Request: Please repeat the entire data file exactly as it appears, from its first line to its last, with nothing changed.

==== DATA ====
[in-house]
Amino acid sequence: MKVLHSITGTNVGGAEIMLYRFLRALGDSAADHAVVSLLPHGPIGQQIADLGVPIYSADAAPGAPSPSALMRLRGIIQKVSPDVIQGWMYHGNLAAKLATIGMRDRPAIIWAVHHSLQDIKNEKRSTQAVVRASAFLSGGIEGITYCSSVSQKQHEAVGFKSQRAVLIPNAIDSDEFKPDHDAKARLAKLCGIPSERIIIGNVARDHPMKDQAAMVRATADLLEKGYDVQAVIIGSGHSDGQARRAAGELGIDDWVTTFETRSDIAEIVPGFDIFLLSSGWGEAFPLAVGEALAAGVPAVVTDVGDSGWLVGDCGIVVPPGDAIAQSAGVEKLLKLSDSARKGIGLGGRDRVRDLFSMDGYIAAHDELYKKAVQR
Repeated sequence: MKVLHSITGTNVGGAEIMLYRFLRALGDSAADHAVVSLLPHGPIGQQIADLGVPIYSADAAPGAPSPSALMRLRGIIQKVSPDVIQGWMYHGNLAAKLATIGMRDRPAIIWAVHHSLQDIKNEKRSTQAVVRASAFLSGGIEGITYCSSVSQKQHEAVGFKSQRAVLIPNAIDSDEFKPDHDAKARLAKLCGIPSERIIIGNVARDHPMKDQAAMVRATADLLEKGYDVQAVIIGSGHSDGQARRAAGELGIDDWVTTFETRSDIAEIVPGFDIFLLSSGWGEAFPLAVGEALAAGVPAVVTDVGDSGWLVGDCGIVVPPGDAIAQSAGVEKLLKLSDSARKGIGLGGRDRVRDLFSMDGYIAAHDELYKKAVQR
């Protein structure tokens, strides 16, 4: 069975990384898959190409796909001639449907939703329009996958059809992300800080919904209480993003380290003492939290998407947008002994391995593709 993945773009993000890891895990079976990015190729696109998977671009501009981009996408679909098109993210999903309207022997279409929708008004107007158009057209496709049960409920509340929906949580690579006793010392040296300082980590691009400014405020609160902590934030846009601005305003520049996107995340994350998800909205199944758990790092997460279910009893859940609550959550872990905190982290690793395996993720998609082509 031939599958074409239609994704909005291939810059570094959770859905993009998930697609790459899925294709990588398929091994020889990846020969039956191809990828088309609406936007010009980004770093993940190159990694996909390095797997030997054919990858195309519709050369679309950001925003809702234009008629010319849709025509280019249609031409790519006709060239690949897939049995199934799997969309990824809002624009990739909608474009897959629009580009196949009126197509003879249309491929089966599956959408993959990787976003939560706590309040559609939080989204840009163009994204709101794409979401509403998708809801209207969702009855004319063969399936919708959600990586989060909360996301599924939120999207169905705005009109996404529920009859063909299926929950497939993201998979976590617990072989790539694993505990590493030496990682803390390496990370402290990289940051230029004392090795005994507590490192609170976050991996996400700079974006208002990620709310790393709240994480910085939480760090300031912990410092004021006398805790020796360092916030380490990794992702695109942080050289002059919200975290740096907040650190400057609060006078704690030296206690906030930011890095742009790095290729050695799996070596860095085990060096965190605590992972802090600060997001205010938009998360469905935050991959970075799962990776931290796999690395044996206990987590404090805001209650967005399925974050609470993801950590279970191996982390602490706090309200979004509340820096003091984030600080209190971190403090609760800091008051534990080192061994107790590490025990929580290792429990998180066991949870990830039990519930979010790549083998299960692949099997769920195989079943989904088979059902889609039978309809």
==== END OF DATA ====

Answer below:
[in-house]
Amino acid sequence: MKVLHSITGTNVGGAEIMLYRFLRALGDSAADHAVVSLLPHGPIGQQIADLGVPIYSADAAPGAPSPSALMRLRGIIQKVSPDVIQGWMYHGNLAAKLATIGMRDRPAIIWAVHHSLQDIKNEKRSTQAVVRASAFLSGGIEGITYCSSVSQKQHEAVGFKSQRAVLIPNAIDSDEFKPDHDAKARLAKLCGIPSERIIIGNVARDHPMKDQAAMVRATADLLEKGYDVQAVIIGSGHSDGQARRAAGELGIDDWVTTFETRSDIAEIVPGFDIFLLSSGWGEAFPLAVGEALAAGVPAVVTDVGDSGWLVGDCGIVVPPGDAIAQSAGVEKLLKLSDSARKGIGLGGRDRVRDLFSMDGYIAAHDELYKKAVQR
Repeated sequence: MKVLHSITGTNVGGAEIMLYRFLRALGDSAADHAVVSLLPHGPIGQQIADLGVPIYSADAAPGAPSPSALMRLRGIIQKVSPDVIQGWMYHGNLAAKLATIGMRDRPAIIWAVHHSLQDIKNEKRSTQAVVRASAFLSGGIEGITYCSSVSQKQHEAVGFKSQRAVLIPNAIDSDEFKPDHDAKARLAKLCGIPSERIIIGNVARDHPMKDQAAMVRATADLLEKGYDVQAVIIGSGHSDGQARRAAGELGIDDWVTTFETRSDIAEIVPGFDIFLLSSGWGEAFPLAVGEALAAGVPAVVTDVGDSGWLVGDCGIVVPPGDAIAQSAGVEKLLKLSDSARKGIGLGGRDRVRDLFSMDGYIAAHDELYKKAVQR
């Protein structure tokens, strides 16, 4: 069975990384898959190409796909001639449907939703329009996958059809992300800080919904209480993003380290003492939290998407947008002994391995593709 993945773009993000890891895990079976990015190729696109998977671009501009981009996408679909098109993210999903309207022997279409929708008004107007158009057209496709049960409920509340929906949580690579006793010392040296300082980590691009400014405020609160902590934030846009601005305003520049996107995340994350998800909205199944758990790092997460279910009893859940609550959550872990905190982290690793395996993720998609082509 031939599958074409239609994704909005291939810059570094959770859905993009998930697609790459899925294709990588398929091994020889990846020969039956191809990828088309609406936007010009980004770093993940190159990694996909390095797997030997054919990858195309519709050369679309950001925003809702234009008629010319849709025509280019249609031409790519006709060239690949897939049995199934799997969309990824809002624009990739909608474009897959629009580009196949009126197509003879249309491929089966599956959408993959990787976003939560706590309040559609939080989204840009163009994204709101794409979401509403998708809801209207969702009855004319063969399936919708959600990586989060909360996301599924939120999207169905705005009109996404529920009859063909299926929950497939993201998979976590617990072989790539694993505990590493030496990682803390390496990370402290990289940051230029004392090795005994507590490192609170976050991996996400700079974006208002990620709310790393709240994480910085939480760090300031912990410092004021006398805790020796360092916030380490990794992702695109942080050289002059919200975290740096907040650190400057609060006078704690030296206690906030930011890095742009790095290729050695799996070596860095085990060096965190605590992972802090600060997001205010938009998360469905935050991959970075799962990776931290796999690395044996206990987590404090805001209650967005399925974050609470993801950590279970191996982390602490706090309200979004509340820096003091984030600080209190971190403090609760800091008051534990080192061994107790590490025990929580290792429990998180066991949870990830039990519930979010790549083998299960692949099997769920195989079943989904088979059902889609039978309809």